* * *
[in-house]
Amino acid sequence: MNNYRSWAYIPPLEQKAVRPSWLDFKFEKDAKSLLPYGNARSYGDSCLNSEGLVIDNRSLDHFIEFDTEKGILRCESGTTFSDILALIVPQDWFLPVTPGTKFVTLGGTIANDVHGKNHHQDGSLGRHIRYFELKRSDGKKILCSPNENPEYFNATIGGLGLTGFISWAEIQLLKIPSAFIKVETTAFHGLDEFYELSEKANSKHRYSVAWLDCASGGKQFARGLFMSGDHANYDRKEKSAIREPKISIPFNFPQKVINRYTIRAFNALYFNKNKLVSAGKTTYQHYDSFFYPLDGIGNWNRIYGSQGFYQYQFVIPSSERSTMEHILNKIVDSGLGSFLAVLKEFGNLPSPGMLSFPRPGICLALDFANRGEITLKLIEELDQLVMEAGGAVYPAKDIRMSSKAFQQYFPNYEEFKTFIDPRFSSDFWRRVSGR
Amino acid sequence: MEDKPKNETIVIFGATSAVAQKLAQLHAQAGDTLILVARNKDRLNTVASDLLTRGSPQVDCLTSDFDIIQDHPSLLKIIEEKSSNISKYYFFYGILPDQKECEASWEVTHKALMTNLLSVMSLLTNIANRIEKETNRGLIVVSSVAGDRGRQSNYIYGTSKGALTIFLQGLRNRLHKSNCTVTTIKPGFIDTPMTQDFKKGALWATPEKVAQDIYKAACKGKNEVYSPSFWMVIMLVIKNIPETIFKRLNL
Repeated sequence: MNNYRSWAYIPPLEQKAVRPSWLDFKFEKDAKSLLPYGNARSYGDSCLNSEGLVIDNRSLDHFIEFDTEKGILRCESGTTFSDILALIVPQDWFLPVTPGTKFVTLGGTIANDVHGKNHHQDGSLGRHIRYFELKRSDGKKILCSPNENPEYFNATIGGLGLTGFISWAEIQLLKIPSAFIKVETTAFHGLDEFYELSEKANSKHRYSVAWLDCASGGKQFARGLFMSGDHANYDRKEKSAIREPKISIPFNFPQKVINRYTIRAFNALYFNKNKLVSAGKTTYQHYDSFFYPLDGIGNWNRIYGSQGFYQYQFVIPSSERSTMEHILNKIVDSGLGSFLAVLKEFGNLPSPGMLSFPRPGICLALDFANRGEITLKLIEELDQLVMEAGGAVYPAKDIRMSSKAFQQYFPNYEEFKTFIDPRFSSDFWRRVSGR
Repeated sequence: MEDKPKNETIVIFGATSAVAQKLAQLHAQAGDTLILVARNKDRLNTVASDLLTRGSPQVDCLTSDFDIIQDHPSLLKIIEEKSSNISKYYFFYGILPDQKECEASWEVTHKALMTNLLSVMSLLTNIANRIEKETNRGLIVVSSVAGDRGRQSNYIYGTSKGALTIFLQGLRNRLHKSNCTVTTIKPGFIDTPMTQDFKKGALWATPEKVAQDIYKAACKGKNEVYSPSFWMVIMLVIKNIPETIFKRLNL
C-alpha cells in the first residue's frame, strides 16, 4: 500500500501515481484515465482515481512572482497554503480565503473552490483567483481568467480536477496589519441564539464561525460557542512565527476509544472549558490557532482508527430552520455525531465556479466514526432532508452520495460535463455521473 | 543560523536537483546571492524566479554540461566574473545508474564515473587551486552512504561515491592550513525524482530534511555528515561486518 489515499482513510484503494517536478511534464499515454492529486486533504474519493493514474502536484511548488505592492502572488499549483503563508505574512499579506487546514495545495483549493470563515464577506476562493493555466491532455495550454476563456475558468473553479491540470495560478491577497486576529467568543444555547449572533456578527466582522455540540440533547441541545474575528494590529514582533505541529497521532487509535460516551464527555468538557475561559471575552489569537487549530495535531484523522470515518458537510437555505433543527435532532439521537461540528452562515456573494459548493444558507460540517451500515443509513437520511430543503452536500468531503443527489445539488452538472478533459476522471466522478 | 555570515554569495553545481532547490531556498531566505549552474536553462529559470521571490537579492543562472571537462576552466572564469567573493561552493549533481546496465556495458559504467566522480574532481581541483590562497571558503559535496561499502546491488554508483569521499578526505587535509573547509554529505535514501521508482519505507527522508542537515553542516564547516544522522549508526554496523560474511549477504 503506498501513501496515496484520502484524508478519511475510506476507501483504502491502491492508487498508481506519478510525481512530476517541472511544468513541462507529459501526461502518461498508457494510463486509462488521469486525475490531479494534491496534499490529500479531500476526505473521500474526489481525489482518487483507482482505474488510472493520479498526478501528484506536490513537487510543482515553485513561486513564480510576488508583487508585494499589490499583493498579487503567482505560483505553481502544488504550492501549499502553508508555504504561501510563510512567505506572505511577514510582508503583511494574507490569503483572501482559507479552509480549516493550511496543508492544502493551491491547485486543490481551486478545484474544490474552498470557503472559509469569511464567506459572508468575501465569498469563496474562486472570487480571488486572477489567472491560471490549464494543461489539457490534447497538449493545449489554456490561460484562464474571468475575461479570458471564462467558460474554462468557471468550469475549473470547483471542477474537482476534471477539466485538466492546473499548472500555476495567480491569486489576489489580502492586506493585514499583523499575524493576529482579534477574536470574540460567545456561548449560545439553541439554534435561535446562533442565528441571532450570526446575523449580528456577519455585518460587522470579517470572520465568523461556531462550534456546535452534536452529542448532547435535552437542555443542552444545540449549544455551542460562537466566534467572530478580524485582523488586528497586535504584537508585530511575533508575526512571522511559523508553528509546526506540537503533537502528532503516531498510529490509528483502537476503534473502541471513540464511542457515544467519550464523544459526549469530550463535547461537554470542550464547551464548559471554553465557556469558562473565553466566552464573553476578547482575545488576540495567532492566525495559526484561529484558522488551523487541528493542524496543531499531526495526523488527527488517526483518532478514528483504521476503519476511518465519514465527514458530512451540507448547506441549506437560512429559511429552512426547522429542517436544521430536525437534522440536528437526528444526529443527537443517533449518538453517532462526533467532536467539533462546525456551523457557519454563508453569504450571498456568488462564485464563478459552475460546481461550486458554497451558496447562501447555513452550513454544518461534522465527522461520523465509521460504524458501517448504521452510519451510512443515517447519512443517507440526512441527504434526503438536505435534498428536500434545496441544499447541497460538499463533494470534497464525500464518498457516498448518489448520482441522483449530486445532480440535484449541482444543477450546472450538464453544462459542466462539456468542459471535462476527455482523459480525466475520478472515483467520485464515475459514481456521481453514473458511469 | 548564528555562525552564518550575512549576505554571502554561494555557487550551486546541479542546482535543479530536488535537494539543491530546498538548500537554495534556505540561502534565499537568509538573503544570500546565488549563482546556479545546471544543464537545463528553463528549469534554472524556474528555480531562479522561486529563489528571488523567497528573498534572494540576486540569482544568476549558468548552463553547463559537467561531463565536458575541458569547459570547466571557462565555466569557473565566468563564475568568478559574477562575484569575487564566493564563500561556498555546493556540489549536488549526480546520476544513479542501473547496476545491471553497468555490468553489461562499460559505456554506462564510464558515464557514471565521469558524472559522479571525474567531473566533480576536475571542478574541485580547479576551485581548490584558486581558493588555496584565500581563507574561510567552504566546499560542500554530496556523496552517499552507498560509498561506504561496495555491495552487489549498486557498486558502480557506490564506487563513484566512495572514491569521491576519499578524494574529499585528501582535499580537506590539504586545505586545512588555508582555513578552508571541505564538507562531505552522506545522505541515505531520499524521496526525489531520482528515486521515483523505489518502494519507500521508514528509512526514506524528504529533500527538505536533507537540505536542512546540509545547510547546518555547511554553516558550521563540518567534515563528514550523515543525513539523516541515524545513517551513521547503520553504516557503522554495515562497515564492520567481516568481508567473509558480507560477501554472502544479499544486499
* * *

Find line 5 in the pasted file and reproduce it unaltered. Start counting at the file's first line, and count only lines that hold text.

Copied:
Repeated sequence: MEDKPKNETIVIFGATSAVAQKLAQLHAQAGDTLILVARNKDRLNTVASDLLTRGSPQVDCLTSDFDIIQDHPSLLKIIEEKSSNISKYYFFYGILPDQKECEASWEVTHKALMTNLLSVMSLLTNIANRIEKETNRGLIVVSSVAGDRGRQSNYIYGTSKGALTIFLQGLRNRLHKSNCTVTTIKPGFIDTPMTQDFKKGALWATPEKVAQDIYKAACKGKNEVYSPSFWMVIMLVIKNIPETIFKRLNL